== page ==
What exactly is a "boat show"? Sounds pretty basic - unless you haven't been to one before. As a South Florida transplant who wasn't around boats much while growing up in the Midwest, I could see myself asking this puzzled question. Hearing about the Fort Lauderdale International Boat Show, I might well wonder, "Okay, yeah. What is a boat show anyway?" I mean, obviously you expect to see boats sitting around. Somewhere, somehow. But where and how? And what do you do when you're there? So as Greater Fort Lauderdale prepares to open the 55th edition of the world's largest boat show, let me tell you about this event based on my own experience at previous shows.
First of all, expect crowds - but happy crowds, interested and interesting crowds. Not all of them monied folks by any means but people from various economic and social backgrounds, all milling and gawking and generally having a good time. For details about where to park and how to get where you're going, check out this link: http://www.showmanagement.com/fort_lauderdale/event/transportation. Options include park and ride as well as the water taxi. The show runs from October 30 through November 3, by the way.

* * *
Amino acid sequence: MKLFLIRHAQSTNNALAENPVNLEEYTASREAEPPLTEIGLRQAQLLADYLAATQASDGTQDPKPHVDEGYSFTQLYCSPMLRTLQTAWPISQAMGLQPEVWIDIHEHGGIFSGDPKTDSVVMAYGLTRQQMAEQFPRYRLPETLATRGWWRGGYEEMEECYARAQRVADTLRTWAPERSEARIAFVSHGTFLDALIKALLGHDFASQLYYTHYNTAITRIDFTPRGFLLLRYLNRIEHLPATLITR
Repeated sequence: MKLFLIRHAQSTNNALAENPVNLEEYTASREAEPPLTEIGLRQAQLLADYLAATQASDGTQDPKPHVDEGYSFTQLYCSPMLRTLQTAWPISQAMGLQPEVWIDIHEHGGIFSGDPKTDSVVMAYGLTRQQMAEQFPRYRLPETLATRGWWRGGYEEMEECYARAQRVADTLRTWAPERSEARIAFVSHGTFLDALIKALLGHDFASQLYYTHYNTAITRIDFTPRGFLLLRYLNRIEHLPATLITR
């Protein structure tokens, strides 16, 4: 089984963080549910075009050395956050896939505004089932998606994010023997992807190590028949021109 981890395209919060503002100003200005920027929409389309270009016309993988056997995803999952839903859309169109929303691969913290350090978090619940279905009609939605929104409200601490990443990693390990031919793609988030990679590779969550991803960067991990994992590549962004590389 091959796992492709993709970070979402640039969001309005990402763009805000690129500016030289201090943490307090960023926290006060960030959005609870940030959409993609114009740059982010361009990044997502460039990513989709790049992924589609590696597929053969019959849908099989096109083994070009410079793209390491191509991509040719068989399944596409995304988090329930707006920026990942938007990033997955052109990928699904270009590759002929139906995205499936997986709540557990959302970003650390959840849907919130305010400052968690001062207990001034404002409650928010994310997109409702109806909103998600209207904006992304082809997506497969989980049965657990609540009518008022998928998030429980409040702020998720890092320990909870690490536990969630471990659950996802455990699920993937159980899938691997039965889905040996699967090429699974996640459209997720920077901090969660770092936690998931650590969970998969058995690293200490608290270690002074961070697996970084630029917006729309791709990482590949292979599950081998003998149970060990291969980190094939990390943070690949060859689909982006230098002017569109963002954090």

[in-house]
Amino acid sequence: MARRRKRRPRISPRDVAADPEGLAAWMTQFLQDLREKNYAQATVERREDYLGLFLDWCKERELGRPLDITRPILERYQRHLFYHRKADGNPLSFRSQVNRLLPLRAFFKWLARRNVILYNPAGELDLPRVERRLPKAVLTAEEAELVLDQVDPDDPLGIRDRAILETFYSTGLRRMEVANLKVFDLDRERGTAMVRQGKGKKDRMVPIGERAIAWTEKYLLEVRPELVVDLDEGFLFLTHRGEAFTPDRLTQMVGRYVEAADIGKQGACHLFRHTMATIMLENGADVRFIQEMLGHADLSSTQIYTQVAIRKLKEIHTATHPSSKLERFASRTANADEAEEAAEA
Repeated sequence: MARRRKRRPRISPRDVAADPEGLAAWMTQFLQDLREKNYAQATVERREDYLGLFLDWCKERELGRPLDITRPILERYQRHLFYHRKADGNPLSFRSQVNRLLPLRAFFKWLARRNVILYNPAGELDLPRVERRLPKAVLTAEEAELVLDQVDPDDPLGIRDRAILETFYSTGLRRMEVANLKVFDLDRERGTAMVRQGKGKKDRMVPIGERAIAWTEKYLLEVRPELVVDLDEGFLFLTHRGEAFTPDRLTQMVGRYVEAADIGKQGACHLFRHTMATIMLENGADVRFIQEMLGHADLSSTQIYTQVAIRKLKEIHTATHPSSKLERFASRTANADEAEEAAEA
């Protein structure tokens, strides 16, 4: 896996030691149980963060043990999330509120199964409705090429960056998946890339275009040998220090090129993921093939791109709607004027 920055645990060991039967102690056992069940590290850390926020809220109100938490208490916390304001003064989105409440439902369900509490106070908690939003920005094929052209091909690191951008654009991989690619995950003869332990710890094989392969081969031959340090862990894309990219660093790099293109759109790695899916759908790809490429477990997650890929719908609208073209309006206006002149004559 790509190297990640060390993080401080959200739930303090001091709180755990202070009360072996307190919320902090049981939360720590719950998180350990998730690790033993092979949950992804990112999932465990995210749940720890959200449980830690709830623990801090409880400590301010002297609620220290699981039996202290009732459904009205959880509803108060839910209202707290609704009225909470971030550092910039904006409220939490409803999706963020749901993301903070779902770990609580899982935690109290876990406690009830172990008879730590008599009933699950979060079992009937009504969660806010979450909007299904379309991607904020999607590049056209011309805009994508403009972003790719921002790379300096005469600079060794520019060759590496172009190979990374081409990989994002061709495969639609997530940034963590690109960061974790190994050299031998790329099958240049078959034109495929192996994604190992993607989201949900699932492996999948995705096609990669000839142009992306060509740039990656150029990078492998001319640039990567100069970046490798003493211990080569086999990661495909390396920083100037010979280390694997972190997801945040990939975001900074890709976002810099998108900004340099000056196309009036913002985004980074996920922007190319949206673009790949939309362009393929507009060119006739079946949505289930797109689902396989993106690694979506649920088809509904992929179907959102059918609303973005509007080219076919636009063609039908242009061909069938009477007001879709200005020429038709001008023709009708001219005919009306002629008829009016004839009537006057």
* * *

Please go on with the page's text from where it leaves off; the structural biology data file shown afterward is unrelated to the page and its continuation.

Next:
After you arrive, you'll find yourself at one of six marinas or at the convention center. It's fun to catch the indoor scene at the convention center, where large vessels indeed are sitting around, much like a car show. There's just something about seeing so many boats displayed in that way all at once as you wander among them and think, "Wow, I'd like to own that one! And that one!" But make sure to head to some outdoor venue too. To me, the marinas offer the boat show at its best. All right, so you get inside the marina gate and maybe you're a bit hungry or thirsty. Normally you'll spot food vendors who offer a variety of tasty meals. Then you simply start walking among the docks, where many of the boats are tied up. Floating within arms reach, billions of dollars worth of them. Boats of all kinds. Yachts and superyachts and megayachts, high performance boats and fishing boats and sailing yachts as well as just about anything and everything else that can carry a human being across water. It's all there for you ... for the price of a ticket. To visualize it, imagine yourself at any marina you've visited. Then picture that place filled with many of the most impressive yachts available anywhere in the world, most of them bobbing on the water, some of them planted firmly on dry land. You may saunter through a few tents along the way, with all things marine for sale including engines and generators. And electronics and diving equipment. And jewelry and hats and caps and sunglasses. Stuff that even I could afford. I hope you're getting the idea. There's plenty to do at this boat show, whether or not you can write a huge check for a megayacht - or a kayak. Not to worry. The best part of a boat show for the majority of visitors is just the chance to dream a little, catching a close-up glimpse of vessels we might like to own but never will - and pausing for a moment to fantasize. The Fort Lauderdale International Boat Show is a place for that. For most of us, it's what a boat show really is all about.